Now is not the time to address the question of whether the United States was founded as a Christian country.  (If you would like to dive into that huge question, a good place to start would be John Fea’s Was American Founded as a Christian Nation?)  For now, what we need to see is the corner that Schaeffer had backed himself into.  Out of a deep religious conviction, he had gone forth to confront the culture about the implications of its secular world view, but in his approach he had so intertwined scriptural and historical arguments that any disagreement with the latter seemed to undermine the former.

Schaeffer IIIAs Barry Hankins’ biography relates, for more than a year, Schaeffer, Noll, and Marsden engaged in an extensive correspondence over the  accuracy of Schaeffer’s historical claims.  Much of the interaction revolved around specific historical points, but another recurring thread in the correspondence centered on Schaeffer’s contention that in publicly challenging his historical interpretation, Marsden and Noll were effectively, if unintentionally, giving aid and comfort to the enemy.

In the end, Schaeffer found it hard to believe that anyone who disputed his view of the American founding could be theologically sound.  In a letter to Mark Noll, he bluntly questioned the Wheaton historian’s view of Scripture.  In correspondence with an ally, Schaeffer castigated Noll and Marsden as “weak Christians” and lumped them with “those who devaluate the Scripture” and “those who confuse the socialistic program with the kingdom of God.”  Such Christian historians had to be challenged, Schaeffer averred, so as not to undermine the ongoing battle “against the collapse of our generation.”

American evangelicals who read such words should shudder.  Despite the best of intentions and the most genuine of convictions, Schaeffer had so confused his own subjective interpretation of history with the authority of Christian principles that the two had become inseparable.  After nearly two generations of culture war, we are inured to a perpetual bombardment from talk show hosts and pseudo-celebrities who implore us to equate fidelity to Scripture and faithfulness to Christ with a particular interpretation of American history.  The result has been to add a man-made layer to the “good news” and to make it harder, not easier for us as Christians to think deeply about the culture we inhabit.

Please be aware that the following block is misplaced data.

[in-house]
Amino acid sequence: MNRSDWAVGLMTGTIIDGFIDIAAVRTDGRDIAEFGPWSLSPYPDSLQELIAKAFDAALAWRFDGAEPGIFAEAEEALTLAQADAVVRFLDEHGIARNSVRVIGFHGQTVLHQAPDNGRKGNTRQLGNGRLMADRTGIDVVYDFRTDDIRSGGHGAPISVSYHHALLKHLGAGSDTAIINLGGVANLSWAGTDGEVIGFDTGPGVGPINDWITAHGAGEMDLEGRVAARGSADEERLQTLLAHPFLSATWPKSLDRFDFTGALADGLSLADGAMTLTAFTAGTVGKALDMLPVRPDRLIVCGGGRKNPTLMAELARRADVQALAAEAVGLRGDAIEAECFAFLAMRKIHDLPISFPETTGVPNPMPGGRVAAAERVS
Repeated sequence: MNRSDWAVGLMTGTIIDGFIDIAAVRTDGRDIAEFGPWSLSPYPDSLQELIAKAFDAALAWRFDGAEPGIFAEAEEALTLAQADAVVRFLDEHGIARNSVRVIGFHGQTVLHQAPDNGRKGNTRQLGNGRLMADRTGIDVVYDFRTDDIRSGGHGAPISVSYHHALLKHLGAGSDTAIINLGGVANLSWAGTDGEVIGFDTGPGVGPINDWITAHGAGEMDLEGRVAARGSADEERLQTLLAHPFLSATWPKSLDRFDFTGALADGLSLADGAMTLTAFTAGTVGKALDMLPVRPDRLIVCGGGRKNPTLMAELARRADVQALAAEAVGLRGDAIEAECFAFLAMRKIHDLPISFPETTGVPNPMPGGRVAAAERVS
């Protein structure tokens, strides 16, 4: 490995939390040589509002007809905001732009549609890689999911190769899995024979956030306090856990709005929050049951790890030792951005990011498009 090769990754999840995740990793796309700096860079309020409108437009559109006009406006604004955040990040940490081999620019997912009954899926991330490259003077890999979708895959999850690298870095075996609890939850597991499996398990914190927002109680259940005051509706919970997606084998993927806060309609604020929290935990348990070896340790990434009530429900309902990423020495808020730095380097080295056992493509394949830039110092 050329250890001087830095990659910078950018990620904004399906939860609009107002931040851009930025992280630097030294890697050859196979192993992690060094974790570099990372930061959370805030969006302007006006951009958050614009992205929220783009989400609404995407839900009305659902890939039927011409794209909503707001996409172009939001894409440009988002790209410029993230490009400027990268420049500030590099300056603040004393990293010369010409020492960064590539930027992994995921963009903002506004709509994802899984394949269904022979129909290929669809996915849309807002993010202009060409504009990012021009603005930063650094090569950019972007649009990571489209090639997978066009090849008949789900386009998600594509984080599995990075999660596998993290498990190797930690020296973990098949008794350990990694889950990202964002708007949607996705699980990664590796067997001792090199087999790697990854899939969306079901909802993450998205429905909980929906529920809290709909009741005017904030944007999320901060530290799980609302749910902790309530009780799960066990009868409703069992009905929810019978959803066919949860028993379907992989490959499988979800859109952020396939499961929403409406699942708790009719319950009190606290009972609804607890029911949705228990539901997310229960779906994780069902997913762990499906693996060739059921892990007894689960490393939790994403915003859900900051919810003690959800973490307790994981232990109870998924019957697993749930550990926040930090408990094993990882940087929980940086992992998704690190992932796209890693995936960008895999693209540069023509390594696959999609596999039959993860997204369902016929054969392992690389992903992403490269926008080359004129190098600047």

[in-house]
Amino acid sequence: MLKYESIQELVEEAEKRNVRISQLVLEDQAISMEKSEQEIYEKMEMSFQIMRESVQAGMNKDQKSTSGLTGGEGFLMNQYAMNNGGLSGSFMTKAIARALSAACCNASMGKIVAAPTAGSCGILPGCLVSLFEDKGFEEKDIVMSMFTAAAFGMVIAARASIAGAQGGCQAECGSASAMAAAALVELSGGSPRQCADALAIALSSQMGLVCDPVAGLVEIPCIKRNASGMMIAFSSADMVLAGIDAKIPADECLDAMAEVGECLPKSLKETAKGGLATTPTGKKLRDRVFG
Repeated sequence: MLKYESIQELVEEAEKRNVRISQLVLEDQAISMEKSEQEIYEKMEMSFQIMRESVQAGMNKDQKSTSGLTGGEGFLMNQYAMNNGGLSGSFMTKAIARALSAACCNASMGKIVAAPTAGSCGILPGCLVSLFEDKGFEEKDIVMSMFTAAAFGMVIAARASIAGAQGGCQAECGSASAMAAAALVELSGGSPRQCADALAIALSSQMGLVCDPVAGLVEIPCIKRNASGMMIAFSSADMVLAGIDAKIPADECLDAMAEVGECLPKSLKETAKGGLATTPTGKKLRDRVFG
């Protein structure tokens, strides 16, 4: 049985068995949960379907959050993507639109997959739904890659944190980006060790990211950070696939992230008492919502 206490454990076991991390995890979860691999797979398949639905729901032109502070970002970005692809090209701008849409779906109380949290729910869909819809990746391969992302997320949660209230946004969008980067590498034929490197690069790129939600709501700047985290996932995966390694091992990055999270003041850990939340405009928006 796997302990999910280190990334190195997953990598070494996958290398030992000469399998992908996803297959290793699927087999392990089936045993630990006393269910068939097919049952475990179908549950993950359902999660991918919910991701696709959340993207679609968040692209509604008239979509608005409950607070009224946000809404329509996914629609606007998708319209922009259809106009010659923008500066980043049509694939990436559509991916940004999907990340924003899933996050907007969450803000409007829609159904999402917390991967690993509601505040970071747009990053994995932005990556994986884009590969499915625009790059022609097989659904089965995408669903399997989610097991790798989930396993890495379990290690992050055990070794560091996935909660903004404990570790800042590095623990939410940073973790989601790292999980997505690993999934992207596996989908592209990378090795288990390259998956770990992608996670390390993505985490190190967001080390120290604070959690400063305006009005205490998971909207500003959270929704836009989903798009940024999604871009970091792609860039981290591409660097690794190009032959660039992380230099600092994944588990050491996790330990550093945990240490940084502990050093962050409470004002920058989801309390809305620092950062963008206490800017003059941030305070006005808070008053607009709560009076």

Let us be very careful in how we appeal to the past.


A reader of this blog recently contacted me (offline) to ask my opinion of the book The Light and the Glory, by Peter Marshall Jr. and David Manuel.  Although I answered her privately, her question is so important that I think it merits a more extended answer here.  The Light and the Glory is arguably the most popular Christian interpretation of U. S. history ever written.  It makes sense to share a few thoughts about it, given that this blog is devoted to the question of what it means to think Christianly and historically about the American past.

Light and the Glory I

Many of you will already know of this work, but for those you who aren’t, here’s a bit of background.

First the authors: A graduate of Yale University and Princeton Theological Seminary, the late Peter Marshall Jr. was a prominent Presbyterian minister and the founder of “Peter Marshall Ministries,” an organization created to remind Americans of their Christian heritage and “restore America to its Biblical foundations.”  Marshall’s co-author, David Manuel, was an editor at Doubleday Publishing Company before turning to full-time writing.